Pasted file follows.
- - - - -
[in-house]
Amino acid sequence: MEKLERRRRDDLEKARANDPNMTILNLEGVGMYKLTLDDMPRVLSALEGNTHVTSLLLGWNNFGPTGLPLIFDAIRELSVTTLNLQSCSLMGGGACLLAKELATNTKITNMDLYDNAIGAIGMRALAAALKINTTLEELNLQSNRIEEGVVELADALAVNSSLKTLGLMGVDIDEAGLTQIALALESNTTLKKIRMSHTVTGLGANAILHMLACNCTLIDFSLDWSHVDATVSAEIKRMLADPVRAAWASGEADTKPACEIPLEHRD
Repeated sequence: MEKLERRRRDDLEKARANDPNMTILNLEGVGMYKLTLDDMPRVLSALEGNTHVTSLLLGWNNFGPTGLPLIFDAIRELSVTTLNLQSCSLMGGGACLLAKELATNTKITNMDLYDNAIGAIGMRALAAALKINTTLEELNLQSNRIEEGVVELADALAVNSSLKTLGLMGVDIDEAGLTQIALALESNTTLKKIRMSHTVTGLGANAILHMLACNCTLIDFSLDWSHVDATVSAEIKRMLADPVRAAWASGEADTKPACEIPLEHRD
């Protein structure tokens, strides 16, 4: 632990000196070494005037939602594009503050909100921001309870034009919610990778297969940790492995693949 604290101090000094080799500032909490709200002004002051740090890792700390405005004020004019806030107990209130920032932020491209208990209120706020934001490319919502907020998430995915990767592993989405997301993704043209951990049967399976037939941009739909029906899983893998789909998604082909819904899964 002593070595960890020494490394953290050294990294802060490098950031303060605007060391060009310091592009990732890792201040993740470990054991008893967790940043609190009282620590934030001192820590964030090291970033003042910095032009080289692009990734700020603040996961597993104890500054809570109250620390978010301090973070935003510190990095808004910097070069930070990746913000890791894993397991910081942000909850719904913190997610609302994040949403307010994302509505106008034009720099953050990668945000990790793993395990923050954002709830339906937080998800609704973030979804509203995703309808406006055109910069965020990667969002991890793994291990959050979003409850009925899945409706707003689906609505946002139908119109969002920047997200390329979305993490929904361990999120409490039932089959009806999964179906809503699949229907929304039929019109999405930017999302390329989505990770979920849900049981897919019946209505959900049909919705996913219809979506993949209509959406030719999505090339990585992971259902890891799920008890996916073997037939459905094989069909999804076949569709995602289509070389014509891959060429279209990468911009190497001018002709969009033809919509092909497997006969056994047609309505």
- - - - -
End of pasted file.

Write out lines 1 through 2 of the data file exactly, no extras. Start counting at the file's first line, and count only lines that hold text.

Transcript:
[in-house]
Amino acid sequence: MEKLERRRRDDLEKARANDPNMTILNLEGVGMYKLTLDDMPRVLSALEGNTHVTSLLLGWNNFGPTGLPLIFDAIRELSVTTLNLQSCSLMGGGACLLAKELATNTKITNMDLYDNAIGAIGMRALAAALKINTTLEELNLQSNRIEEGVVELADALAVNSSLKTLGLMGVDIDEAGLTQIALALESNTTLKKIRMSHTVTGLGANAILHMLACNCTLIDFSLDWSHVDATVSAEIKRMLADPVRAAWASGEADTKPACEIPLEHRD